Story at a glance
- The U.S. Supreme Court will hear arguments on the Atlantic Coast Pipeline development.
- The pipeline would cut through the protected Appalachian Trail.
The U.S. Supreme Court weighed in Monday on the development of the Atlantic Coast Pipeline, which has become a battleground issue for natural gas pipeline proponents and environmental groups.
The pipeline would cross the Appalachian Trail where it intersects with the George Washington National Forest, and funnel natural gas through a 605-mile long and 700-feet deep pipe.
According to AP, the Supreme Court heard arguments Monday about a vital permit that developers Dominion Energy and Duke Energy will need to begin development. This involves overturning a lower court decision that ruled against a permit for the pipeline to cross under the Appalachian Trail.
Backed by the Trump administration as well as the U.S. Solicitor General Noel Francisco, project developers for Dominion Energy argued that the U.S. Forest Service — which originally approved the pipeline’s construction permit and was eventually found to be in violation of the National Environmental Policy Act — has final jurisdiction over development, according to AP.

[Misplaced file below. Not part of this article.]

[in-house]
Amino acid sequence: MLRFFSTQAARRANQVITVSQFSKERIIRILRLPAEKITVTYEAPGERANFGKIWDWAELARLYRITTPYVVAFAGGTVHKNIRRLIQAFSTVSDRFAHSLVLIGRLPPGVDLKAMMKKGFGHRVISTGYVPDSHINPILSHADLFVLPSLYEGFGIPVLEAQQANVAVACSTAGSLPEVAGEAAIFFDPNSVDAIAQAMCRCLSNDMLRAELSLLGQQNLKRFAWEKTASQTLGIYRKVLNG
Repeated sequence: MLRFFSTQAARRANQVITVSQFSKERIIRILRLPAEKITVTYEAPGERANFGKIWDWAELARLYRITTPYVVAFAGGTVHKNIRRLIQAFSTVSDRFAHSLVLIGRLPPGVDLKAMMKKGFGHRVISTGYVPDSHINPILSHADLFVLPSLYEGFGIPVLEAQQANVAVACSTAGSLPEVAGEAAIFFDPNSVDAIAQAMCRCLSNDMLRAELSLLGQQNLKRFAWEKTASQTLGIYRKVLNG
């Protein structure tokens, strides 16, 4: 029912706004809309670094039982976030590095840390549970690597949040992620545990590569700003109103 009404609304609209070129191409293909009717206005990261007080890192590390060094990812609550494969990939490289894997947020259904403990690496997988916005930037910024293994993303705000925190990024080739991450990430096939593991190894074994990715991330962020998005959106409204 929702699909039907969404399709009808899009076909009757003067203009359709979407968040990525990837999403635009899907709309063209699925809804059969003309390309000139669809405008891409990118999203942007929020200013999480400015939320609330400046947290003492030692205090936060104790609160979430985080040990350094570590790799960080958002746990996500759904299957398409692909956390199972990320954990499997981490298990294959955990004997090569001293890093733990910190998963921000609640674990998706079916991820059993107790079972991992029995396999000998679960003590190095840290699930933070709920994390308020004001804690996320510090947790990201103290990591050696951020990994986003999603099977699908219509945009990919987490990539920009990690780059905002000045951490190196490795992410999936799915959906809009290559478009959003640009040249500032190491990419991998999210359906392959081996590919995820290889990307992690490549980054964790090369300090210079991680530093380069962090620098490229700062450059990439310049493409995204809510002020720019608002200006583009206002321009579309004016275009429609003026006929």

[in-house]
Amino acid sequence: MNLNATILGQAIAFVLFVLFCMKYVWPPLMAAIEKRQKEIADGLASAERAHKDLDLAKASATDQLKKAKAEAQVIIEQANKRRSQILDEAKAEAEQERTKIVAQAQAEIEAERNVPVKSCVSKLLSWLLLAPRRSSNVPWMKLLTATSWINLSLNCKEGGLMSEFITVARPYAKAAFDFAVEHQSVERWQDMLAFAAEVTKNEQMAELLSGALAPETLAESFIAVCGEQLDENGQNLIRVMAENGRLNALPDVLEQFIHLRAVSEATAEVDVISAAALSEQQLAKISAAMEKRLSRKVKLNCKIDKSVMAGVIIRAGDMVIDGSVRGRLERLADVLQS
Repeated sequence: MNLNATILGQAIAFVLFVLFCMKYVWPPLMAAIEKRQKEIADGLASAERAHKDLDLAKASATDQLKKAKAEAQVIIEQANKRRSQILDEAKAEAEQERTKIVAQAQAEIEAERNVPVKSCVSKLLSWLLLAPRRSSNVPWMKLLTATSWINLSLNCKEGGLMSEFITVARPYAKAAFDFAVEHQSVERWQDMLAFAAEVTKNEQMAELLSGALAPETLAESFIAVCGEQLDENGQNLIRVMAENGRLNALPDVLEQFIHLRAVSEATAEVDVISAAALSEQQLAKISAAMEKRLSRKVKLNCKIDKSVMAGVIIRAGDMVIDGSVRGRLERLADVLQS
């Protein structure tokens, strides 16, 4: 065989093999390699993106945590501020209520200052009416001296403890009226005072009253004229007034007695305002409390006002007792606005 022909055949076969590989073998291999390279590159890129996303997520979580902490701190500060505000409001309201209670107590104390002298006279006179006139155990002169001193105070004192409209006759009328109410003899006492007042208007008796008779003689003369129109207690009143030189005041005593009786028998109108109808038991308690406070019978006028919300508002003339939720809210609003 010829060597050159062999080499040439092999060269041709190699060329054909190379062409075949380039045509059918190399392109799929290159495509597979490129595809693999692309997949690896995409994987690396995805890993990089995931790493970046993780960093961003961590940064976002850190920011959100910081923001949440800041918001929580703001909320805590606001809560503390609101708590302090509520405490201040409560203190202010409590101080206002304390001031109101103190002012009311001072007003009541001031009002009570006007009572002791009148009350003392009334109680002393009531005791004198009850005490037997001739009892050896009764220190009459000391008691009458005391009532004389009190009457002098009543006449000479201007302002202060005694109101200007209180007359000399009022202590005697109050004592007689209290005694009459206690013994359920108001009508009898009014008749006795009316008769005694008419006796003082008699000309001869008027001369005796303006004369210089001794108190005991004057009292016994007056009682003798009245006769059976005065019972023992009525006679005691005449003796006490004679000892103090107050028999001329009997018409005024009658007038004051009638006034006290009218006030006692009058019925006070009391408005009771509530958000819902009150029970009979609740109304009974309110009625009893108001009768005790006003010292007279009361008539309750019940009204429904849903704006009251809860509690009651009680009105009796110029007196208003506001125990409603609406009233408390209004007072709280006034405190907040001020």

This argument is opposed by environmental activist groups like the Sierra Club, who say that the Appalachian Trail is considered a part of the U.S. National Park System. This means federal law prohibits the Atlantic Coast Pipeline on federal Appalachian Trail lands. In which case, only Congress can approve such a crossing.
“The Appalachian Trail Conservancy is encouraged by the Justices’ appreciation of the complexities of the National Trails System Act," Sandra Marra, president and CEO of the Appalachian Trail Conservancy, said in a statement. "Regardless of how the Court decides this case, we hope that it will allow the Trail’s Cooperative Management System to remain intact and function as it has in the 50 years since the Act’s passage and the century-long existence of the Conservancy.”
Land in the National Park System is protected from industrial development like pipelines. The Fourth Circuit in this case ruled that the Appalachian Trail was in the Park System and, therefore, the federal lands within the Appalachian Trail were shielded from pipeline development.